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October 1 – November 20, 2016



About the Exhibition

Within the first 40 years of the 19th century, almost all of the original inhabitants of the southeastern United States—the Creeks, Choctaws, Chickasaws, Cherokees and Seminoles—had been removed, either voluntarily or forcibly, to new lands in what is now the state of Oklahoma. In a stunning triumph of ethnic cleansing, the U.S. government’s policy of removal of Indian tribes from their ancestral homelands succeeded in uprooting and relocating whole tribal cultures to a strange and distant Indian Territory in the West. For almost 200 years now, that strange and distant territory has been home to the “Five Civilized Tribes”— while the original homelands in Georgia, Alabama, Tennessee, Mississippi, Florida and the Carolinas have in large part become a distant memory only recalled through historic documents and oral tradition. But has that memory, that connection to place of origin, really disappeared? How do contemporary Southeastern Native peoples see themselves in light of the historic events of removal and displacement? Do these historic events still have an affect on lives today? These are the questions this exhibition seeks to address, through responses and reactions to the themes of removal, return, and resilience, presented by 32 of the top Native American artists of Southeastern tribal affiliation working today.

 

Exhibiting Artists

Marcus Amerman
(Choctaw)
Roy Boney, Jr. *
(Cherokee)
Dylan Cavin
(Choctaw)
Mel Cornshucker
(United Keetoowah Band)
Toneh Chuleewah
(Cherokee)
Faren Sanders Crews
(Eastern Band Cherokee)
Jeff Edwards
(Cherokee)
Joseph Erb *
(Cherokee)
Bill Glass, Jr.
(Cherokee)
Demos Glass
(Cherokee)
Shan Goshorn *
(Eastern Band Cherokee)
Brent Greenwood
(Chickasaw / Ponca)
Starr Hardridge *
(Muscogee Creek)
Benjamin Harjo, Jr.
(Absentee Shawnee / Seminole)
Norma Howard
(Choctaw / Chickasaw)
Troy Jackson *
(Cherokee)
Linda Lomahoftewa
(Hopi / Choctaw)
Bobby C. Martin *

(Muscogee Creek)
America Meredith *
(Cherokee)
Gary Montgomery
(Seminole)
Randi Nicole Narcomey-Watson
(Seminole / Muscogee Creek)
Jessica Osceola
(Seminole Tribe of Florida)
Sallyann Paschal
(Cherokee)
Sarah Sense
(Chitimacha / Choctaw)
Erin Shaw *
(Chickasaw / Choctaw)
Tony Tiger *
(Sac and Fox / Muscogee Creek / Seminole)
Karin Walkingstick
(Cherokee)
Margaret Wheeler

(Chickasaw)
Richard Ray Whitman
(Yuchi / Muscogee Creek)
Holly Wilson
(Delaware / Cherokee)
*Indicates featured artist


About the Curators

Tony Tiger is the former Director of Art and Assistant Professor at Bacone College in Muskogee, Oklahoma. He earned an MFA from the University of Oklahoma, a BFA from Oklahoma State University, and an Associate of Art degree from Seminole State College. Tiger is an award-winning painter, printmaker and mixed media artist who has had numerous solo exhibitions nationally. Tony also curates art exhibitions and lectures on contemporary Native American art. Tiger’s curatorial projects have included Art From Indian Territory:Contemporary Native Art from Oklahoma, exhibited at the All My Relations Gallery in Minneapolis, Minnesota, and Concept Me, a self-portrait exhibition of regional artists at the Mainsite Contemporary Gallery in Norman, Oklahoma in June 2014.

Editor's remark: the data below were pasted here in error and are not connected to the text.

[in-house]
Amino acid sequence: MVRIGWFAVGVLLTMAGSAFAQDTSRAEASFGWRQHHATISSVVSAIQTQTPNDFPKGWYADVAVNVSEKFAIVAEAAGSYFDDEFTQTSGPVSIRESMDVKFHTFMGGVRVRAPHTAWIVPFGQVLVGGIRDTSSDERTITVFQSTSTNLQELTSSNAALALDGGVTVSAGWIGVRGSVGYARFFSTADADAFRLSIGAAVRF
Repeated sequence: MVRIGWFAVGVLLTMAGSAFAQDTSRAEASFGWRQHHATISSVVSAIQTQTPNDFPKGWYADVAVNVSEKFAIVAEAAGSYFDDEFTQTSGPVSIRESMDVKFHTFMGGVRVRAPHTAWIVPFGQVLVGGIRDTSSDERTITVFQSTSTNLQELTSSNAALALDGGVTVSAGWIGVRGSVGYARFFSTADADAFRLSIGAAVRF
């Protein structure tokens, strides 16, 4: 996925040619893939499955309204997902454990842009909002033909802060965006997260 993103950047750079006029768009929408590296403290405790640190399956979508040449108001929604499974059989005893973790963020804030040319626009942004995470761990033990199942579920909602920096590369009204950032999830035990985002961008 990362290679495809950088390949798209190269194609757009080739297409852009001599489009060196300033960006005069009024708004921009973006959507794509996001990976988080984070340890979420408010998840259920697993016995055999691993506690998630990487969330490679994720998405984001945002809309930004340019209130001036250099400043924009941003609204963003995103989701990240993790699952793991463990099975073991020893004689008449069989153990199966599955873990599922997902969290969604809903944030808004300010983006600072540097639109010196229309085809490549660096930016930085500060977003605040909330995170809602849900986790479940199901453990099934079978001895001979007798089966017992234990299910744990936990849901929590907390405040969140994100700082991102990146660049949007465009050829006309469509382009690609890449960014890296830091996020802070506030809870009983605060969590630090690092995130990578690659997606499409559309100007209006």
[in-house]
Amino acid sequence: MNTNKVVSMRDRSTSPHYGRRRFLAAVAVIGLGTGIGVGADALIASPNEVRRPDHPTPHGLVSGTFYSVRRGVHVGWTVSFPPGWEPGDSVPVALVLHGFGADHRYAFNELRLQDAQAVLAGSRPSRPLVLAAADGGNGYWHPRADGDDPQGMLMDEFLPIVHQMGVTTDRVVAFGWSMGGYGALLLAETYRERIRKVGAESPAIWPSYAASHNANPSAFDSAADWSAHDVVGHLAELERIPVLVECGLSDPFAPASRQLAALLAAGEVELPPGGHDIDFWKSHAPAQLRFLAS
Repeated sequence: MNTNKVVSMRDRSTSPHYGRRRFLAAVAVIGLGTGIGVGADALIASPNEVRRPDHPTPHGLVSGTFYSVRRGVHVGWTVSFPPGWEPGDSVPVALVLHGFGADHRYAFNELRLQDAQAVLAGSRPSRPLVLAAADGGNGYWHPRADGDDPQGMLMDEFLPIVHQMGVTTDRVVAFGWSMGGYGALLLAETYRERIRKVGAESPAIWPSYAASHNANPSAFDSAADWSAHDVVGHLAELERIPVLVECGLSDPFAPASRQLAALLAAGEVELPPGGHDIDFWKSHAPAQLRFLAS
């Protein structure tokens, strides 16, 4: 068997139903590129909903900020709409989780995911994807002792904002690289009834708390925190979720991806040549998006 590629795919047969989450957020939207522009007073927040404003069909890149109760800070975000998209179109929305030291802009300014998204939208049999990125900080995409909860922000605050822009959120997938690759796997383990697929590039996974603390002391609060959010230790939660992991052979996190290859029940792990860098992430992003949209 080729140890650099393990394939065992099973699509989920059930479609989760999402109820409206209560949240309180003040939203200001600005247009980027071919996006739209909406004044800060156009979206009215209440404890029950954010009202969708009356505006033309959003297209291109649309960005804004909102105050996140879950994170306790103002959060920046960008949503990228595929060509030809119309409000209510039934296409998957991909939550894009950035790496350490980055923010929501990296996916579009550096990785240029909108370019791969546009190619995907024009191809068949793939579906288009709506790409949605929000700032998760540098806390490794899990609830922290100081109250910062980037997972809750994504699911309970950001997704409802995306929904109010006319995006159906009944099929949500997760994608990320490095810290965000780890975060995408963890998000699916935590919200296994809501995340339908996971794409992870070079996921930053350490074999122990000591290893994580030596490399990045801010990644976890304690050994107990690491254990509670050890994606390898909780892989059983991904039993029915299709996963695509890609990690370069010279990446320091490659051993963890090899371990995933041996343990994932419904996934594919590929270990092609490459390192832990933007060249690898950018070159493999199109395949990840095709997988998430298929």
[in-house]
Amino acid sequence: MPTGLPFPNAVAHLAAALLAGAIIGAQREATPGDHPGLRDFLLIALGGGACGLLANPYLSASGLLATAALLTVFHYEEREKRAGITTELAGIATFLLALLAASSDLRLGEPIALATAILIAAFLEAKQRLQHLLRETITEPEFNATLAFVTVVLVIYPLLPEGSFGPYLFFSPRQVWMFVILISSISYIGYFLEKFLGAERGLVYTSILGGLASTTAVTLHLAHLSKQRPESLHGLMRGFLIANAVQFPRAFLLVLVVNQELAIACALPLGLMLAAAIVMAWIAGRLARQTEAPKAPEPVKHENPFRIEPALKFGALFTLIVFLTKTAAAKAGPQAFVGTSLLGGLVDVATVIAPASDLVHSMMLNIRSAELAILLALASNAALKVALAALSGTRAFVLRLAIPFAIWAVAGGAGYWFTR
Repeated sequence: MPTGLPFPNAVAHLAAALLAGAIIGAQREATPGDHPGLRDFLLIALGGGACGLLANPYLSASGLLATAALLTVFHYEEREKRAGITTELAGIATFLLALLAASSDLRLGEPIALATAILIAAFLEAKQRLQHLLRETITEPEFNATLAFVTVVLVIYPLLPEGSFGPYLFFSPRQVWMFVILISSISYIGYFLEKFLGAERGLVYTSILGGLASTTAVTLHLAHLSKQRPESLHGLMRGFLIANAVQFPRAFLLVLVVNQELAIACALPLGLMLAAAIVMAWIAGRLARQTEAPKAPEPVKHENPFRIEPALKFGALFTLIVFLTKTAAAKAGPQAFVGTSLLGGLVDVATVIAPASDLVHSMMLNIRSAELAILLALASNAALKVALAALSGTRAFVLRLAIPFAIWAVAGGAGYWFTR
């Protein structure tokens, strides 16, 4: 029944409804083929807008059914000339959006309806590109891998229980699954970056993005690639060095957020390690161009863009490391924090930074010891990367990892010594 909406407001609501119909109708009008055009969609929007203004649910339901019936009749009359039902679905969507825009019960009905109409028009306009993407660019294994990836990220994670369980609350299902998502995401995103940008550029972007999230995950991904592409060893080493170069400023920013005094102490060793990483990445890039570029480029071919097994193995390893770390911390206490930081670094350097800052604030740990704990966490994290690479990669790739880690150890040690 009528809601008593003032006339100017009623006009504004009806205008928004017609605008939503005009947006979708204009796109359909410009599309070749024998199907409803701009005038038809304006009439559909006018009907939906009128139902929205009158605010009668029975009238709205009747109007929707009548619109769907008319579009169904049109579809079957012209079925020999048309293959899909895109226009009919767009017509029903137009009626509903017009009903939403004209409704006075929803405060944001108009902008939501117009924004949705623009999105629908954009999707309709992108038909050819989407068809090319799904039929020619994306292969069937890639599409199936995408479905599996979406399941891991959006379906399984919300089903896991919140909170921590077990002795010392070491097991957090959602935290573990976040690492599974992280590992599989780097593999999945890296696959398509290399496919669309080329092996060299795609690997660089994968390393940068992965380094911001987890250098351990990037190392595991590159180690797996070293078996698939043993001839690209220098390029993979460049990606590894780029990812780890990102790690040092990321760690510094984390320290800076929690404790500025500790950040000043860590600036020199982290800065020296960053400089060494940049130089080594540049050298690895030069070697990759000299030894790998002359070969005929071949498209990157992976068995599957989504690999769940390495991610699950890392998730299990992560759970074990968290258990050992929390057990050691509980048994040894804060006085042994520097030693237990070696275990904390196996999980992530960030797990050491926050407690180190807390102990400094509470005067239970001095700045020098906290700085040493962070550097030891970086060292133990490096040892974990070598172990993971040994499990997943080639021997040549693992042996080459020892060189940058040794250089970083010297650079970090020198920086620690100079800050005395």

Bobby C. Martin is a printmaker/painter/educator/curator who works out of his 7 Springs Studio near West Siloam Springs, Oklahoma. Martin’s artwork is exhibited and collected internationally. He has been featured in numerous group and solo exhibitions, the most recent being a one-person exhibition entitled Back in the Day, in the East Gallery of the Oklahoma State Capitol in 2011. In 2013, he curated, Indian Ink, an exhibition of historic and contemporary Native printmakers from the J.W. Wiggins Collection of Native American Art in Little Rock, Arkansas. Martin’s work is in numerous museum collections, including the Philbrook Museum, Gilcrease Museum, Hood Museum and the Sam Noble Museum. An enrolled member of the Muscogee (Creek) tribe, he currently holds an Associate Professor of Visual Arts position at John Brown University in Siloam Springs, Arkansas. He frequently leads printmaking workshops and retreats at his studio and at various musuems and art centers in the midwest.

Jace Weaver is the Franklin Professor of Native American Studies and the Director of the Institute of Native American Studies at the University of Georgia. He is a leading scholar in the field, specializing in the historic tribes of what is today the American Southeast. He is the author or editor of thirteen published or forthcoming books and numerous articles. He and his wife Laura, also a scholar in the field, have been collecting Native art, specializing in the Southeast, for over twenty years.

 


Sponsored by the Hardesty Family Foundation



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Southeastern Indian Artists’ Association